By Kath Gannaway
The name Strachan is synonymous with cricket in the Yarra Valley. More than that, it’s synonymous with cricket at its highest level. To win the D. J. Strachan Shield is the best you get when the season ends each year.
In a Mail interview with Don Strachan in 2008, he was typically humble, even a little bemused, at such a lofty honour.
“I remember going to a meeting … I don’t know how it came up, but they must have had an idea they would change A Grade and call it something.
“My name must have got thrown up, probably because I’d been around for a long while,” he said at the time.
It’s the sort of understatement that those who know him would not be surprised to hear. Don started playing for Wandin Cricket Club at 14, just after the war and was involved as a player and official for more than six decades.
Cricket was a huge part of his life, but it was just part of his life-story which is in many ways also a story of Wandin.
Donald John Strachan was born on 27 November 1930 in Brunswick, the eldest son of Gustavus and Margaret Strachan. He was two when they moved to Wandin, and cleared land which they planted out with berries, stone fruit and apples.
They lived in Clegg Road, and with Heather, Jean, Ken and Barbara completing the family, life was typical of many of the district’s families of that era.
Don went to Wandin Yallock State School, and later to Lilydale Higher Elementary School and helped out on the farm.
During recess and lunchtime, he played cricket and football, and Saturday afternoons were spent fishing in Stringybark Creek with friends.
He was still at state school when he got a job at Lester’s Bakery delivering bread on Saturday mornings, and only 10 years old when he started working at Hutchinson’s general store after school.
He left school at 15 when Hutchinsons offered him a full time job, leading to a lifetime career running his own grocery/supermarket business.
He worked in grocery stores in Seville and Wandin, and it was also where he met his future wife Dorothy Rouget.
They were married in January, 1955, at the Wandin Yallock Methodist Church, moving into a ‘two-room shack’ for six months before renting and later buying their own house.
The family grew starting with Diane in 1957 and followed by John, Janette and Ian.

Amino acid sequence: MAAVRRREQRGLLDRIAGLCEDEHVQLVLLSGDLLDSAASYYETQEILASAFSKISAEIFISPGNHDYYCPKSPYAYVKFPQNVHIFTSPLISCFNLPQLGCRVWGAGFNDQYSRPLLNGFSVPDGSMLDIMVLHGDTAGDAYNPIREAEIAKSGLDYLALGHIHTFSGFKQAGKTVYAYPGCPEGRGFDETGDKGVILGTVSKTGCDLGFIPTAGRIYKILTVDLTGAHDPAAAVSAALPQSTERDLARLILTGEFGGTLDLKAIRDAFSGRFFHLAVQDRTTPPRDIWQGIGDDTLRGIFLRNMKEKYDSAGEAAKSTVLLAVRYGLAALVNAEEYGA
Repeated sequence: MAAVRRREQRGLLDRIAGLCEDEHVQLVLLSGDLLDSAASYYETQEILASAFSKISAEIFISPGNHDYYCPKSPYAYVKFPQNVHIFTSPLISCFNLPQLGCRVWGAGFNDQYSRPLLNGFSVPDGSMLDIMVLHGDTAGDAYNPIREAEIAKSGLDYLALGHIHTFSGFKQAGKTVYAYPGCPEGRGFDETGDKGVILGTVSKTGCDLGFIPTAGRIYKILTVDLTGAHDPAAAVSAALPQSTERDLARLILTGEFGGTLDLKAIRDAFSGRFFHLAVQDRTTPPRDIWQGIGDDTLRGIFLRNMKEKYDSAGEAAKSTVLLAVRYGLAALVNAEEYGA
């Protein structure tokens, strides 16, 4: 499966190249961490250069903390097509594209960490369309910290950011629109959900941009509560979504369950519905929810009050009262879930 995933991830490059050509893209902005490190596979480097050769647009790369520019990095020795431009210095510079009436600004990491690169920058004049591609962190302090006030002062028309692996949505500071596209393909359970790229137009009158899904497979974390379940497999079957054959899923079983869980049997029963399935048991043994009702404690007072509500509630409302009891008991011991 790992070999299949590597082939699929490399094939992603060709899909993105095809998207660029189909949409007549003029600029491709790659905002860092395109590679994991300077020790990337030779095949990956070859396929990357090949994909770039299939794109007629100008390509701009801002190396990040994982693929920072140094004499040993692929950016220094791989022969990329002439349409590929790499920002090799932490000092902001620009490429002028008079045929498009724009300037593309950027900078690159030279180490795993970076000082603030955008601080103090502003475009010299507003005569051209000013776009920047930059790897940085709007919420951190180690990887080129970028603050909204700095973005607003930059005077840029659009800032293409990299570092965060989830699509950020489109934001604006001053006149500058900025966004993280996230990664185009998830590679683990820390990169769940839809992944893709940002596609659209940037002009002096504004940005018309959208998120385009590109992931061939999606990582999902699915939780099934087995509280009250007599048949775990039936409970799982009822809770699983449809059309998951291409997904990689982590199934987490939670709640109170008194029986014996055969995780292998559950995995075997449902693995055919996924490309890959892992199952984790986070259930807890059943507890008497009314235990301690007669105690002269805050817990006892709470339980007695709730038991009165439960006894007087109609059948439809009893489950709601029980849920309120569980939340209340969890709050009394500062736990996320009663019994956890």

In 1963, Don and Dorothy bought the general store on the corner of Beenak Road and Warburton Highway, and Don was back where he started as a boy. The store stocked everything from groceries and newsagency lines to drapery, hardware, stockfeeds, agricultural products and was the State Bank agency.
Just four years later, they started building a new supermarket at Wandin’s new shopping centre. It was a struggle but with all the family pitching in they paid off a mortgage in just three years.
Moving with the times, the new business was self-serve groceries, but still had newsagency, drapery and the State Bank agency. A liquor licence was obtained in 1973.
After selling the business in 1979, Don worked in wholesale groceries and local supermarket businesses until retiring at 61.
Don never laid claim to a fierce passion for the cricket, explaining back in 2008 that he just loved sport.
“I just liked playing,” he said. “In those days, you played cricket in the summer and football in the winter. Then on Sundays, I’d play social tennis with friends.”
His forte was as a batsman and that was what made the game exciting for him.
He said the biggest thrill was winning 12 premierships.
When the naming of the D. J. Strachan Shield was announced in 1992, YVCA secretary Keith Thompson spoke of the factors that influenced their decision.
He said Don attended his first AGM in 1948, was vice-president for 12 years, secretary for 13 years, delegate to VCCL Zone 9 for 12 years, on the Permit Committee for 23 years, auditor for 12 years, and a YVCA Tribunal member at that time since its commencement in 1988. His contribution continued in some areas even longer. In 1964, he was made a life member of the YVCA.
On the field, among many outstanding achievements, he won the YVCA batting award nine times.
Don had a strong relationship also with Wandin Football Club, starting as a boundary umpire at 15 earning five shillings a week, and playing his first game in 1948.
The first game was against Yarra Glen, with Don playing half forward flank and kicking a goal in the first quarter. Wandin won the game, but he recalled the highlight as a pat on the back from senior player Allan McColl.
He represented the Yarra Valley League team on a number of occasions and when Wandin dropped out of the competition, he moved to Woori Yallock and won their Best and Fairest award.
When Wandin reformed in 1959 in the Eastern District League, he played on until 1962 when business took priority. He was made a Life Member of Wandin Football Club in 1952.
Don served as a Justice of the Peace for many years and as treasurer for Mont De Lancey Museum for six years.
Family holidays when the children were small were often spent with other local families and that continued later in life when Don and Dorothy travelled throughout Australia and to many parts of the world, often with friends.
They shared many wonderful times together, including being besotted grandparents, before Dorothy sadly passed away in 2005.
Life took another turn for Don in 2012 when he and his lifetime friend Marby Read moved in together at Tudor Village in Lilydale. Companionship and friendship was always something Don valued.
They had known each other since they were teenagers and with Marby’s husband Max, also recently deceased, had enjoyed many holidays together over the years.
Don passed away at 86 … a number he would have been happy with according to his son John.
“As any good cricketer would know,” John said. “You don’t want to go out on 87 – 13 away from 100.”
Don is survived by his children, 10 grandchildren and two great-grandchildren.